I just came across this blog post which mentions “stomping memory”:

a C++ program which is easily capable of stomping memory (something you probably have never even heard of if you were born in a managed code world.)

And in fact I have never heard of it!

So, what is this, a memory stomp, stomping memory? When does it occur?


3 Answers 3


Memory is "stomped" when a piece of code manipulates memory without realizing that another piece of code is using that memory in a way that conflicts. There are several common ways memory can be stomped.

One is allocating, say, 100 bytes of memory but then storing something past the 100th address. This memory might be used to hold something completely different. This is particularly hard to debug because the problem will appear when something tries to access the victim that was stomped on, and the code that stomped on it may be totally unrelated.

Another is accessing memory after it was freed. The memory may be allocated for another object. Again, the code that shows the problem may be related to the newly-allocated object that got the same address and unrelated to the code that caused the problem.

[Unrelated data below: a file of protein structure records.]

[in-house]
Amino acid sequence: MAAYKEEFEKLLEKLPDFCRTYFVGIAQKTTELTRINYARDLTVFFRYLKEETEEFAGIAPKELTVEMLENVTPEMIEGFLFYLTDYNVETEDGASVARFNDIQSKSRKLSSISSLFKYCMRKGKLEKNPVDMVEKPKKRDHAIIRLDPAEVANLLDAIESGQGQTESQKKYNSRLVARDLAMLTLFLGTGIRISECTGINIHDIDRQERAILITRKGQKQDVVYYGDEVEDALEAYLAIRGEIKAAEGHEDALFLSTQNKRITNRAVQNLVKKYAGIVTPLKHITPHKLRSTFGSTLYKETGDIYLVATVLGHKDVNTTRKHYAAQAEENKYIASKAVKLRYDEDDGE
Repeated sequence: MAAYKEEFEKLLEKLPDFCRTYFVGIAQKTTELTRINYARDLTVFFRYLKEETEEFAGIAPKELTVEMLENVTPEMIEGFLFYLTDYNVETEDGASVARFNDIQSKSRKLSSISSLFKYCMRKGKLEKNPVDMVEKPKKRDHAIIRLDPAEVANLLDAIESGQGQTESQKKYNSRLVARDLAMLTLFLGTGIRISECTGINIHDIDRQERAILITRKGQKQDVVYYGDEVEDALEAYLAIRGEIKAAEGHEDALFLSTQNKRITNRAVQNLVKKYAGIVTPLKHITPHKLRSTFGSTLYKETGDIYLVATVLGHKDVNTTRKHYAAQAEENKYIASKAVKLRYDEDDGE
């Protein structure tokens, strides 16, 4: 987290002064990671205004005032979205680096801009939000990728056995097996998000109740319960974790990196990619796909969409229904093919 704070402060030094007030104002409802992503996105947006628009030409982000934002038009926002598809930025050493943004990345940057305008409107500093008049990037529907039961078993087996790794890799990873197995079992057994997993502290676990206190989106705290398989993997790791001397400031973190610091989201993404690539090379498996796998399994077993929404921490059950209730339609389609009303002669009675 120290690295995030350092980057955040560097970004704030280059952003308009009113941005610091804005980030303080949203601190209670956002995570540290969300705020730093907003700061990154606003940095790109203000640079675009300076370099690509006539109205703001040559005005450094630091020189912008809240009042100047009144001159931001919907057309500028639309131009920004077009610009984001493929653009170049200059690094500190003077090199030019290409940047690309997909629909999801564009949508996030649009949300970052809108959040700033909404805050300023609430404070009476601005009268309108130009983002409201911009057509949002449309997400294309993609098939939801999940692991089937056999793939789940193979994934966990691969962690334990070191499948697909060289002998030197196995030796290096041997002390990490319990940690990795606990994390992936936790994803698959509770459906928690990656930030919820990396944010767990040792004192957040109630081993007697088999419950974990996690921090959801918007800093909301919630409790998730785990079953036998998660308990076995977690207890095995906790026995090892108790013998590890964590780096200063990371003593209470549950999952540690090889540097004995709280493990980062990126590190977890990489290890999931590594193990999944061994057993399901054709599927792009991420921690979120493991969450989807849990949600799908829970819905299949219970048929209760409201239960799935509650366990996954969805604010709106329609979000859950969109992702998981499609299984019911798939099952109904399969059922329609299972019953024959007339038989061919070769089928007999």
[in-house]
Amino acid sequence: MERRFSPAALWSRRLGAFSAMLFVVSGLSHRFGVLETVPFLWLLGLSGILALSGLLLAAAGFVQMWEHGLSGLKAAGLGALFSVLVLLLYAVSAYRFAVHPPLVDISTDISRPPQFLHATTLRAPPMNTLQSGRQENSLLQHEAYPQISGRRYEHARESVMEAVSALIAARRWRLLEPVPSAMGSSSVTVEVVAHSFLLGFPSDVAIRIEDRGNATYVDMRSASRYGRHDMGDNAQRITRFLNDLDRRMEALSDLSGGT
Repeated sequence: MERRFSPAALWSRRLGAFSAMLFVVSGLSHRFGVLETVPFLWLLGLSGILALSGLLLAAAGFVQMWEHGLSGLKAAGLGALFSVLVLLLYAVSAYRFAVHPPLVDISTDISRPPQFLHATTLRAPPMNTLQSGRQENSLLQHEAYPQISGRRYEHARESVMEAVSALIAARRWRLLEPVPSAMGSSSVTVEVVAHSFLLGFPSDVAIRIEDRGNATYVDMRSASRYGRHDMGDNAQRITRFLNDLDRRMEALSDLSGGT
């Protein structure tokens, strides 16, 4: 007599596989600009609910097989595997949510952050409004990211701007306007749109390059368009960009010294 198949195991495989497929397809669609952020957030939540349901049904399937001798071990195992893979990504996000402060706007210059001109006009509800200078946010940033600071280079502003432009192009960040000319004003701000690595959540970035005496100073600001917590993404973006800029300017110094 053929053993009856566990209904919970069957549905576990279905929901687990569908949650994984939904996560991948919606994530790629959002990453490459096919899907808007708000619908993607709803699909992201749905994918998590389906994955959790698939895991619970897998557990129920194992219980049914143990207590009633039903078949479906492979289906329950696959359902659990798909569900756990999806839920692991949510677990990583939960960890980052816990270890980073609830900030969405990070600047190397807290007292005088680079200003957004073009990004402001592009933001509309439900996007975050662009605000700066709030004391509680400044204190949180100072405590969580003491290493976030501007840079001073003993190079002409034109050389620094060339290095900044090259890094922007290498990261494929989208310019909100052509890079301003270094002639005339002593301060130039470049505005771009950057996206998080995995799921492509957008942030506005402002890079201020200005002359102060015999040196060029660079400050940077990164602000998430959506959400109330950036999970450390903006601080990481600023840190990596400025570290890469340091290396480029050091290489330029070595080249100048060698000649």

• 3
    Here is nice example of memory stomping. Jul 22, 2015 at 21:42

Very often it is a buffer overrun; as an example, this code:

char buffer[8];
buffer[8] = 'a';

will "stomp" on whatever happens to be in the next thing in memory after buffer. Generally speaking, 'stomping' is when memory is written to unintentionally.


Other answers basically are correct, but I would like to give an example.

int a[10], i;       
for (i = 0; i < 11 ; i++)
    a[i] = 0;

int i, a[10];     
for (i = 0; i < 11 ; i++)
    a[i] = 0;

These samples may lead into infinite loop (or may not lead), because it is undefined behavior.

Very likely variable i in memory is stored just after array. So accessing a[10] could actually access i in other words it could reset loop counter.

I think it is good example that demonstrates memory "stomping".

  • 1
    There is anther thread, discussing pretty much that same example on different operating system... stackoverflow.com/questions/31016660
    – Christian
    Jul 21, 2015 at 22:45
  • 2
    @Christian It has nothing to do with an OS. This is an undefined behavior.
    – ST3
    Jul 22, 2015 at 6:25

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